Vinyl Mania

January 17, 2018

 

While it is true that vinyl records have made a very strong comeback over the past fifteen years or so, there are many factors that affect a used record’s value, and that value is usually not tied to just one criteria.  There are most often a combination of variables we consider when determining if the used vinyl you have is worth big bucks.  Below are few points to be aware of if you find yourself wanting to liquidate your vinyl collection.  (Please be aware: the points listed below are generalities and observations we are making as a result of our experience as liquidators and consignees.  There are always exceptions to the rules.  This is not an exact science.)

 

Demand.  First and foremost, keep in mind that although vinyl is experiencing an amazing resurgence, it does not apply to the entire buying public at large.  Most people have not suddenly decided to dump their CDs or stop downloading or streaming digital music files and switch to vinyl.  Many no longer even have a turntable in their homes.  So although there is a new demand for record albums, it is still relegated to a niche audience of collectors.

 

Age.  ’Old’ does not automatically translate into valuable.  Why is that?  Read on…

 

Condition.  Obviously, everyone knows this.  No one wants an album with scrapes and scratches all over it, or one that has been sitting at the bottom of a closet collecting mounds of dirt and dust.    (Again, we’ll reiterate, there are exceptions.)  But the issue of condition also applies to the cover and record label.  Water damage, mold, mildew, wear rings and split spines are condition issues we run across often.  So, as common sense would dictate, the less handled, the less abused, the less damaged… the better. 

 

Scarcity/Rarity.  We visit many an estate in which the homeowners have held on to their record albums and, when they enter into an estate sale or consignment situation, hope to see some monetary return on their collection.  However, it stands to reason that best-selling albums by popular artists, released on major labels, would be fairly common in the second-hand marketplace since hundreds of thousands, if not millions, were produced, making them less scarce and therefore less valuable. (Remember, exceptions!)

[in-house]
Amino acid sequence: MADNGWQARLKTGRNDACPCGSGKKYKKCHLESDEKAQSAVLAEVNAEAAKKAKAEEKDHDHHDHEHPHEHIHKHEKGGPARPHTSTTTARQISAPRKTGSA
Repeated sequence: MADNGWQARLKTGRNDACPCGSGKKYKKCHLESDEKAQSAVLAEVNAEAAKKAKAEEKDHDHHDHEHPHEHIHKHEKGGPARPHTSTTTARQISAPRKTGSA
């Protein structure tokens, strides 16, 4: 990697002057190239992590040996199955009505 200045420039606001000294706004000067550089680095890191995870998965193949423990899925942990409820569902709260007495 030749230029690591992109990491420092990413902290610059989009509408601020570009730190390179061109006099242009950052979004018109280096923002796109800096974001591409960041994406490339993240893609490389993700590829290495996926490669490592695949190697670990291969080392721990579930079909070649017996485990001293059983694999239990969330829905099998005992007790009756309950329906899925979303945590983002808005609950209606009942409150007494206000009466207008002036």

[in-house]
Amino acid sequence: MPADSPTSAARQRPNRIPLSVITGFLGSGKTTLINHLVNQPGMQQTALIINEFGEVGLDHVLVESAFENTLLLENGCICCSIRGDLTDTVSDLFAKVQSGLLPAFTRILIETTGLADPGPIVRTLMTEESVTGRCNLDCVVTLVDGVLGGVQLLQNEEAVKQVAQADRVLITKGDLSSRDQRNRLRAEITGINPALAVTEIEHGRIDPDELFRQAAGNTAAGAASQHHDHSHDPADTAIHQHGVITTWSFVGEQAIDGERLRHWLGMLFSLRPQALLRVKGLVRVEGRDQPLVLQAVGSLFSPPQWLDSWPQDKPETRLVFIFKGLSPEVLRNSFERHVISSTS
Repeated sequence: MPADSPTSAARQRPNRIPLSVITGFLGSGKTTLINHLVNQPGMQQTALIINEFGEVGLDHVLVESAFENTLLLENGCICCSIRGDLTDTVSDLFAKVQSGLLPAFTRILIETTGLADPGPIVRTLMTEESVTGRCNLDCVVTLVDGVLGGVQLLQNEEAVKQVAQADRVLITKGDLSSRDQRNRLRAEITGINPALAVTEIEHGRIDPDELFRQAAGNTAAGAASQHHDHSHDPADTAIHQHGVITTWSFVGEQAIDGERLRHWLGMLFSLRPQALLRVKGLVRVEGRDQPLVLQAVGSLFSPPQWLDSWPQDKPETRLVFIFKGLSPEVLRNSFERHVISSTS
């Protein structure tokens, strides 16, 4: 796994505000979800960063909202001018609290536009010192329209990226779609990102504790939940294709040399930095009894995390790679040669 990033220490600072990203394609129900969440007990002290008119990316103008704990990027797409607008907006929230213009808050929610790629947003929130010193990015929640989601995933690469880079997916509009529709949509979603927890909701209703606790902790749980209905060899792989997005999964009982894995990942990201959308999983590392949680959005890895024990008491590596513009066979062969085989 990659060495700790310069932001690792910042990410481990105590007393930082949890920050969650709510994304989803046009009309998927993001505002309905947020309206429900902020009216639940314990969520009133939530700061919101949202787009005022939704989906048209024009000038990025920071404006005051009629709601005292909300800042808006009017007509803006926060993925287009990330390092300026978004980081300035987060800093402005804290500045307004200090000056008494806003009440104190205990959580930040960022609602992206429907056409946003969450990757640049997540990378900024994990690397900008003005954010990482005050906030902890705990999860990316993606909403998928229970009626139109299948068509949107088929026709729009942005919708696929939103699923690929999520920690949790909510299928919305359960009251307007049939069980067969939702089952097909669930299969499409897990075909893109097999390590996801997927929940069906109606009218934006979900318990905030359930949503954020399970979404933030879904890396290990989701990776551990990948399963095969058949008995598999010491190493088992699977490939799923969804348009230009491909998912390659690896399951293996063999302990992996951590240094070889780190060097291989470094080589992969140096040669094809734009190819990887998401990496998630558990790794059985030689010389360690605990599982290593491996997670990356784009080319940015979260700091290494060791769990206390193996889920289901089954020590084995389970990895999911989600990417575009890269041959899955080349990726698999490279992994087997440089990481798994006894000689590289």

Whose record is it anyway?  The most desirable genres in the second-hand market these days seem to be rock, jazz, soul, R&B, funk, folk, rap, reggae, psychedelic rock, surf rock, punk rock, metal, country, bluegrass and blues.  Many times, the collections we’ve been invited to peruse—typically those of the WWII or older baby boomer generations—are very similar to one another: lots of classical, opera, easy-listening, big band, swing, polkas, crooners, Broadway scores and show tunes.  Unfortunately, most vinyl in these categories is of little value. (C’mon, let’s all say it together… there are exceptions.)

 

As liquidators and consignees, we consider all of this and more when determining how to price vinyl at our estate sales or whether to accept record albums on consignment.  In our estate sales, we price records to move.  While we will always consider if an album we encounter is of higher value and price accordingly, we will generally list 45s at $1.00 and LPs at $2.00-$3.00.  We also have to consider that albums (in bulk) are heavy and difficult to store, transport and/or ship.  As such, unless we are offered 45s, LPs or 78s for consignment that we determine to be of significant value, chances are we probably wouldn’t be able to take your collection on consignment.  

 

That being said, and with all the exceptions that exist out there, we are always happy to come and check out your vinyl record collection to see if you do have some hidden gems that we can turn into cash for you.

 

 

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